Last Updated Mar 1, 2011 12:30 PM EST
Mobile and social is where customers are
A new survey from the game company PopCap and the Information Solutions Group found some interesting statistics, including:
When asked which gaming-capable device they play games on most often, 44% of mobile phone gamers chose their phones, catapulting handsets past video game consoles (21%) and computers (30%) to the top of the list.
The reasoning is fairly simple:
- Mobile games are available: Unlike consoles, customers do not have to make a conscious decision to buy a mobile phone for gaming. They already have the gaming system in their hands.
- Mobile games are cheaper: The hit Angry Birds is as cheap as 99 cents, while the average console game runs $49.95 and is rarely less than $9.99 at its cheapest.
- Mobile games are accessible: Limited buttons on a cell phone mean games have to be simple and intuitive, unlike the home consoles that sport as many as 17 buttons on their joysticks.
- Social games are available: Most Americans have access to the Internet.
- Social games are cheaper: Zynga's Farmville and nearly all other major social games are free.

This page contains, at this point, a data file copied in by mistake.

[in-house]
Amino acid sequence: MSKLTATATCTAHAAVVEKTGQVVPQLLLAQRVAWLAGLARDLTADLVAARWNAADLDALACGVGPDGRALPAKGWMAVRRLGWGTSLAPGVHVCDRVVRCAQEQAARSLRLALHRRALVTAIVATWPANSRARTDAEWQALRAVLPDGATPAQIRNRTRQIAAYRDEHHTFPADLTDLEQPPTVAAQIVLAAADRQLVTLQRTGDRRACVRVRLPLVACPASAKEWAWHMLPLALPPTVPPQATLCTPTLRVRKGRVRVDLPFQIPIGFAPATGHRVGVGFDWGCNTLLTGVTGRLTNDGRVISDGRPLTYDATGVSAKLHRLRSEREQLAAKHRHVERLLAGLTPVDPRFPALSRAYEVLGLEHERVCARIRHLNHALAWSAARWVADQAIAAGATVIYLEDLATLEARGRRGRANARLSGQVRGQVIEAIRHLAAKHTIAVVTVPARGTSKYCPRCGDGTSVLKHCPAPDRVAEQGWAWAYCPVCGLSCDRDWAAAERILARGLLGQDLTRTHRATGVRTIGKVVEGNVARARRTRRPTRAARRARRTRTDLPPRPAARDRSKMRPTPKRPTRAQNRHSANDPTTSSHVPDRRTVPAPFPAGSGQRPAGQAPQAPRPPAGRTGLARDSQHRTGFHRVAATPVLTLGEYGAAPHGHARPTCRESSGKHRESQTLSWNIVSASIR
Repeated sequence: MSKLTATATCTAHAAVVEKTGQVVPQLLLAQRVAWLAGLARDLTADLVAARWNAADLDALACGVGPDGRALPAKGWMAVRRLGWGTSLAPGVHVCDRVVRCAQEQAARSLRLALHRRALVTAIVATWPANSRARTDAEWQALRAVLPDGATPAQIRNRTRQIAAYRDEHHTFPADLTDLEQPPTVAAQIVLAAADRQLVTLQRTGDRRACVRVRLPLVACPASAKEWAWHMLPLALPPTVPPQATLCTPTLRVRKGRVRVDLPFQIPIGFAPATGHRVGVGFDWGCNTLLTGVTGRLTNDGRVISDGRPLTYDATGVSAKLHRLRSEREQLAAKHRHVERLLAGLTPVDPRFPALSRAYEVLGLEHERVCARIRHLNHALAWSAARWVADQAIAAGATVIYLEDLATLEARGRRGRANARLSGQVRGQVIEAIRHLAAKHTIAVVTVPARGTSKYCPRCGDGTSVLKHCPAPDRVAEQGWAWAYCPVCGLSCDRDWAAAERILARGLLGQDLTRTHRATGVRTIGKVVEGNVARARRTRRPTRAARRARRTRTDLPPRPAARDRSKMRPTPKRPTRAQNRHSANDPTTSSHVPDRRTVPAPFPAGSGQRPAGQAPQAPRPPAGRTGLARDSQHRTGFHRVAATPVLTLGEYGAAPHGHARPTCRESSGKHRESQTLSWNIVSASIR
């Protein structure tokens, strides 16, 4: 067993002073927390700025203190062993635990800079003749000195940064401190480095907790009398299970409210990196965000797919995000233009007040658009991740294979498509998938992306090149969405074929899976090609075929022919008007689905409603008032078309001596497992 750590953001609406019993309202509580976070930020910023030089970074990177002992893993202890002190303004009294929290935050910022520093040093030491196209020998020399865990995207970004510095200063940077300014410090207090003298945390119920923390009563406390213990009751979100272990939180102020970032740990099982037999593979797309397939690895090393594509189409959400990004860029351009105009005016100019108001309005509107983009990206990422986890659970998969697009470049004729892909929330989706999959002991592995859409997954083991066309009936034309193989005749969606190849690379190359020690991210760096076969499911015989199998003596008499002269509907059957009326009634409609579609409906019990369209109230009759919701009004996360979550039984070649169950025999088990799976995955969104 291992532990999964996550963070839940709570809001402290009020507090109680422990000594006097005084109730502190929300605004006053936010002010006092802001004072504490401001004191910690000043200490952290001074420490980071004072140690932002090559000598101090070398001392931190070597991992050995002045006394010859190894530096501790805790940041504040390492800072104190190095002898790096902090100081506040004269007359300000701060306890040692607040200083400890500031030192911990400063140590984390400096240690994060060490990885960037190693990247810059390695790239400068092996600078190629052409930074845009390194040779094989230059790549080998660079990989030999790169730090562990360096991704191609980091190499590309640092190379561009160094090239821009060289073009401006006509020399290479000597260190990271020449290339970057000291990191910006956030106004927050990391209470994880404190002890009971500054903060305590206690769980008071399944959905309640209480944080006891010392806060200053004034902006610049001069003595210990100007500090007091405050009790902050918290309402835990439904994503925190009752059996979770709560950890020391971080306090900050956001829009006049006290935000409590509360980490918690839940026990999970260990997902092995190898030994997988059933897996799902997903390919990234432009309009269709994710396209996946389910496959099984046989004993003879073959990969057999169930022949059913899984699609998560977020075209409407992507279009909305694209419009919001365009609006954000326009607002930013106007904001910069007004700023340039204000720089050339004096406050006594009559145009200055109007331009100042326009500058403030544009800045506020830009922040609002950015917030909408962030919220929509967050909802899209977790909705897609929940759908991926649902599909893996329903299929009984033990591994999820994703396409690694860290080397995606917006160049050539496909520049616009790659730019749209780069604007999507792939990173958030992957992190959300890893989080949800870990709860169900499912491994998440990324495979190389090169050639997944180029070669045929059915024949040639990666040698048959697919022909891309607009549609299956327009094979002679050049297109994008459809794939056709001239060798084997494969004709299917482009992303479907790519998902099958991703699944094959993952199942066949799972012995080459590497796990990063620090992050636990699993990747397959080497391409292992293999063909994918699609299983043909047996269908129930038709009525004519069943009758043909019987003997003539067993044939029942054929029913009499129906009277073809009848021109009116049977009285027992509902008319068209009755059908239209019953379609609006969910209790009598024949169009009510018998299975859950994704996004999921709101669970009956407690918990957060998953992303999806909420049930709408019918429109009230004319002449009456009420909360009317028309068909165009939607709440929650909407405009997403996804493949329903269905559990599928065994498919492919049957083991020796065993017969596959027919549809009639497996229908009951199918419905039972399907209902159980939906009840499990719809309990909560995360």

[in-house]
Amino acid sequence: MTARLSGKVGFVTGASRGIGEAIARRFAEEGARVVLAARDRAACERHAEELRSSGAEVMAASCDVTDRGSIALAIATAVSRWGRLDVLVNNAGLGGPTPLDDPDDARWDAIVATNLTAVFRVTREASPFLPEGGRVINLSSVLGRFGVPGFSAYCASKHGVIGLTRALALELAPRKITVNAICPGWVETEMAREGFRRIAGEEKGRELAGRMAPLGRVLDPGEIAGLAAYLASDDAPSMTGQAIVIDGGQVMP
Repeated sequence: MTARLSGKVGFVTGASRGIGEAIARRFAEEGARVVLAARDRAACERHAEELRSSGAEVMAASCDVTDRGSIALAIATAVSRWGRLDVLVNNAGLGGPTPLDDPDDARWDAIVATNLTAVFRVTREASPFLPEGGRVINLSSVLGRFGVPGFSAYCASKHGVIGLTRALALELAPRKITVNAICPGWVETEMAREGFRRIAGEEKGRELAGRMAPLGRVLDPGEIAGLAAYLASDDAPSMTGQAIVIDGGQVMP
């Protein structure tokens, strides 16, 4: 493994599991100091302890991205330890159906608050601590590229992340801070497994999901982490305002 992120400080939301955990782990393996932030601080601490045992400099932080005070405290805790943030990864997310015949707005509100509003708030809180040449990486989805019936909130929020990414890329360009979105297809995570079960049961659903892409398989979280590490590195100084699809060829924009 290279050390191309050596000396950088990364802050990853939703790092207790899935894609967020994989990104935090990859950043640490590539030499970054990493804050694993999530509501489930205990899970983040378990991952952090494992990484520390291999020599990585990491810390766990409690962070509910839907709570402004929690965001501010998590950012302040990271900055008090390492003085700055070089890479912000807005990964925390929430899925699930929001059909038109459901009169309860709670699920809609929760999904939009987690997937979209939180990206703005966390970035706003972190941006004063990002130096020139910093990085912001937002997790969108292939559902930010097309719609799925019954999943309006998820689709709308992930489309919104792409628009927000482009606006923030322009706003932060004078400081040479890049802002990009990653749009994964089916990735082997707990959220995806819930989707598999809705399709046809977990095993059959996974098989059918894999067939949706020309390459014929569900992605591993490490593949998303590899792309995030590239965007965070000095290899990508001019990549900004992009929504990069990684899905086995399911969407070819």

- Social games are accessible: The online environment (issues with latency, etc.) makes the games simpler.
A decade ago certain video game experiences were exclusive to the home console, but advances in the social and mobile gaming platforms have changed all that. There is now less incentive for the average consumer to buy a console and, more importantly, the games that come for the console.
The past year has been particularly interesting for non-traditional gaming markets:
- Sony (SNE) itself announced the PlayStation S1, a tablet that will end up competing against Sony's very own PlayStation 3
- Computer-focused developer (and Doom creator) id Software premiered its latest game, Rage, on the iPhone before the consoles
- Nintendo (NTYDO) declared Apple (APPL) its number one competitor
- The virtual platform OnLive made console games playable on the mobile and the web
...with the launch of the streaming game service OnLive this weekend, the death of expensive consoles from Microsoft (MSFT), Sony (SNE) and Nintendo (NTDOY) may finally be in sight.
I'm skeptical that consoles will go away entirely, but signs say their role will soon be the equivalent of the television: A living room set piece that has taken a backseat to YouTube, iTunes, and other media channels.